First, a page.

This week again had a lot of stabilization work, but I got a major, exciting feature done. I built a build-a-war feature, so now you build out each war by putting together different pieces that you get from the research tree. This has also supplanted the trade system and so you can tie scouting out your opponents with giving or taking from that player so as to adjust the difficulty of that war. Playing with it has actually been a lot of fun and also a lot clearer than what was there before.
Besides that though, the work has all been stabilization. The eXpansion phase is fairly solid right now, but I do want more time to test it out. This foundation needs to be really good before I can get a feel for the eXploitation phase, but I’ll try to get to that next week as well.
I actually had a pretty productive week and finished all of the work that I scheduled, which is not that common. However, I also schedule leisure into my week and I didn’t get anywhere near finishing that this week. I started a new game of Civ 6. I haven’t played enough of the last expansion and I want to mess around with it a bit. I also put Sartre’s Colonialism and Neocolonialism on my list, but didn’t get to go that deep into that book this week. I’m going to try to make sure this week catches me up with these.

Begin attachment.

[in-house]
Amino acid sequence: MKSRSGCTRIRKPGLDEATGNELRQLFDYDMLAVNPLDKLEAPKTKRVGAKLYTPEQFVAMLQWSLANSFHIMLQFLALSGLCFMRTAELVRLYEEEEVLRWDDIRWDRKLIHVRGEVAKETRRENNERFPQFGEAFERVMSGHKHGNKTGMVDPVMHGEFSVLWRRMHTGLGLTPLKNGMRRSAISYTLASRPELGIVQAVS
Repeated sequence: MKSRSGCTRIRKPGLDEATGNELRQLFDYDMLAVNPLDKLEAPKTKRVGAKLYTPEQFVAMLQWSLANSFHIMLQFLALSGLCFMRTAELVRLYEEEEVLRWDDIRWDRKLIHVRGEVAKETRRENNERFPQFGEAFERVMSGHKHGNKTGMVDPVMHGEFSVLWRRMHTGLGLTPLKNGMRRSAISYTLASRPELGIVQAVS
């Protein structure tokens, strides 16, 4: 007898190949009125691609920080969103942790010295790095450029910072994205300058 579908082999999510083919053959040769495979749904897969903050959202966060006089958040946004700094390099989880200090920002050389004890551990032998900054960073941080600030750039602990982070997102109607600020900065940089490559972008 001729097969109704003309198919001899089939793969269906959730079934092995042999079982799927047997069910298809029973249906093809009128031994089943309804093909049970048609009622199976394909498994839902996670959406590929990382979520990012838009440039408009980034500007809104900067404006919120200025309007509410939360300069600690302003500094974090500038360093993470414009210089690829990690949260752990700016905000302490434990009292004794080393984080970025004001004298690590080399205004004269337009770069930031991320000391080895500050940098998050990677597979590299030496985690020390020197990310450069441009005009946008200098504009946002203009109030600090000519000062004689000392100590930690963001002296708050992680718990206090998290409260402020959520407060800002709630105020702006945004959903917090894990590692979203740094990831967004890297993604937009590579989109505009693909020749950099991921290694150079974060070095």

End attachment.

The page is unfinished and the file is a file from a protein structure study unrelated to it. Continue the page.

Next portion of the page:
In Colonialism and Neocolonialism, Sartre talks about colonialism in Algeria and mentions that war in Algeria in 1956 cost more than the 300B francs that it brought in revenue. He writes that this is inevitable as the systems of colonization inevitably cause the escalation of unrest and so colonialism is doomed to its own destruction. This is a point that plays out differently in different colonial systems, but Sartre breaks it down brilliantly when it comes to Algeria.